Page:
High-quality assessments are an essential tool for helping school districts and teachers determine exactly what level their students are at and how much they have grown from year-to-year. Great assessment design doesn’t only consider the content being tested, it also takes into account the developmental level of the students that it is testing.
Designing assessments for young students can prove exceptionally challenging as there is a wide array of developmental levels in students under age 8 due to the rapid rate of growth in a student’s linguistic, motor, and physical skills set. This means that there can be large gaps in non-content related abilities within one classroom which makes it difficult to design assessments that effectively evaluate every student. Technology however, has eased the strain of designing quality assessments considerably and has enabled schools to assess students early on in a less intrusive manner than traditional paper and pencil testing.
Why is it important to start assessing students early in a non-intrusive way?
Assessments are critical for determining whether students are progressing in their learning or not and in determining what is working within a classroom. For young students, these assessments need to be non-intrusive and as stress-free as possible to allow students to demonstrate what they know. Students will likely take some form of state or district-level assessment every year, by providing a positive experience with assessment early on, educators can set students up for long-term success.
Between 25-40% of students in the United States suffer from some form of test anxiety. Much of this anxiety can be traced to poor experiences on early childhood assessments. These early assessments are formative for young people. It is important that teachers, parents, and schools as a whole do not place undue pressure on students and that assessments are designed utilizing Universal Design principles to create a more inclusive test.
What are the challenges of assessing young children?
Early childhood assessment has specific challenges that need to be addressed to ensure that students are being measured on the desired skill or content and not how well they can navigate a testing platform. Some of the biggest challenges in testing young children include:
- Distractions – students under 8 may struggle with distractions during an assessment. For many, they have not been asked to sit and take an independent assessment and it is difficult for them to focus on completing tasks. Creating assessments that are shorter in length is vital to minimizing distractions in young students.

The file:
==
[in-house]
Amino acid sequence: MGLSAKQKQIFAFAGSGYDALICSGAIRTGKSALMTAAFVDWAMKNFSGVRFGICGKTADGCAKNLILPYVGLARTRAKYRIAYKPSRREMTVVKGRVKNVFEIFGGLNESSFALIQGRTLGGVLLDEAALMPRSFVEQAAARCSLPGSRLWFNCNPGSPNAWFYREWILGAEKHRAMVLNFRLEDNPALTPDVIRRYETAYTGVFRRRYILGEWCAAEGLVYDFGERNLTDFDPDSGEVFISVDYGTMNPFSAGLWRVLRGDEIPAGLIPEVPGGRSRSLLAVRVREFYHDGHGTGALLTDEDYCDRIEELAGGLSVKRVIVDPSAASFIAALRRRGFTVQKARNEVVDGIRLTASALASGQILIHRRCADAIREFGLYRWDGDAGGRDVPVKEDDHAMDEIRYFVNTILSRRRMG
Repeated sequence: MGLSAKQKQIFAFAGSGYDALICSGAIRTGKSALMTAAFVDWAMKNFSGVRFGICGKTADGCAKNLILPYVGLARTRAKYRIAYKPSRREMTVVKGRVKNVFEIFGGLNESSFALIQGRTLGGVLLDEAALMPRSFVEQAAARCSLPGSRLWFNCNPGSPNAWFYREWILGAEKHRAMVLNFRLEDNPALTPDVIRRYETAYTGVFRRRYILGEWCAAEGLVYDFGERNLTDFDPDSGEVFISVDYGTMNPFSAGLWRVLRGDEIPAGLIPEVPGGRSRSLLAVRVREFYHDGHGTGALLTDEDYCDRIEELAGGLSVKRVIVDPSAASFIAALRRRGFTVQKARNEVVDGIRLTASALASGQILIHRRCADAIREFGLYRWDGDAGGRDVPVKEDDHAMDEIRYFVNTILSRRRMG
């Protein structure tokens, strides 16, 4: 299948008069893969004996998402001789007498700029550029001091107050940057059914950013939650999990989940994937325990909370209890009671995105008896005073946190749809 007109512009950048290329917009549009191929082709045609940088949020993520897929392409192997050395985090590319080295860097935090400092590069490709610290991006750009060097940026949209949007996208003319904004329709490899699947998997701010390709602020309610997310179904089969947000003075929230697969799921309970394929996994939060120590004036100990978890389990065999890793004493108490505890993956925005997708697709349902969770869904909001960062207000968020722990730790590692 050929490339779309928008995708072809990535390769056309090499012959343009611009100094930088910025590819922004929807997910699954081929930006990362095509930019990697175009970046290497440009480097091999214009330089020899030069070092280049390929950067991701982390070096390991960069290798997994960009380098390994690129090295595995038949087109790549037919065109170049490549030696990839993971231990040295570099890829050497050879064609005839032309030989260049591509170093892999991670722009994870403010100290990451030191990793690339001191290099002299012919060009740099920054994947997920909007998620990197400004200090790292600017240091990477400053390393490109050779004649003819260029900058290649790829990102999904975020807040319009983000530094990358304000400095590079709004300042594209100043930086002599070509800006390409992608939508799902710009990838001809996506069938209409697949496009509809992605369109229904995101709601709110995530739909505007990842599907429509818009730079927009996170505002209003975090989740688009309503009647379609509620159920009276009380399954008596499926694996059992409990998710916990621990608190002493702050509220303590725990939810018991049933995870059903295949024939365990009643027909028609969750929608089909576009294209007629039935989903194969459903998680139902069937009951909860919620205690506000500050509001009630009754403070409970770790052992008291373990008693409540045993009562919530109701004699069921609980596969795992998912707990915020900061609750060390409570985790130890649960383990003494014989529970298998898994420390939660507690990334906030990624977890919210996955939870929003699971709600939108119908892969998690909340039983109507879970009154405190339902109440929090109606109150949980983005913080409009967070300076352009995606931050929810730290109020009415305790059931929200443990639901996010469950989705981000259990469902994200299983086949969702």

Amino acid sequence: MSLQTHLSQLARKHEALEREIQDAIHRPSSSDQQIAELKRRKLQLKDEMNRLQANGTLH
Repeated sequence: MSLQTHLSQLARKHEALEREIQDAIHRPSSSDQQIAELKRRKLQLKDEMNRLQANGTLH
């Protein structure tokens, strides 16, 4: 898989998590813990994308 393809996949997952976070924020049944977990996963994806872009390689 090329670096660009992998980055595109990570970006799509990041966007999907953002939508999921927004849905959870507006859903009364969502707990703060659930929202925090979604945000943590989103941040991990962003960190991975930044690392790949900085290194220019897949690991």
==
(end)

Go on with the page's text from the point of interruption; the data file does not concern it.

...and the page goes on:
- Motor skill development – unlike older students, many young students may not have the fine motor skills to do things like fill in testing bubbles. Students also may have a wide variety of handwriting skills, making it difficult to answer short response questions on both technology and paper-based assessments.
- Linguistic development – young students are all still mastering their first language and some students are also mastering a second language on top of their first language. This makes developing assessments that evaluate skills and not language ability, difficult to do.
- Defining the purpose – younger students typically do not understand the purpose of taking an assessment. Feeling disconnected from the day-to-day class routine and, in some cases, highly pressured to perform on the assessment, young students may struggle to do their best.
- Equity – developing equitable assessment has always been challenging, and it is no different when assessing young students. Students have different backgrounds and life experiences leading to a variety of strengths and skills, it is important to consider this variety when assessing young students.
How can technology help?
Using online assessment platforms and implementing technology-based assessments can help assess young students in myriad ways, including: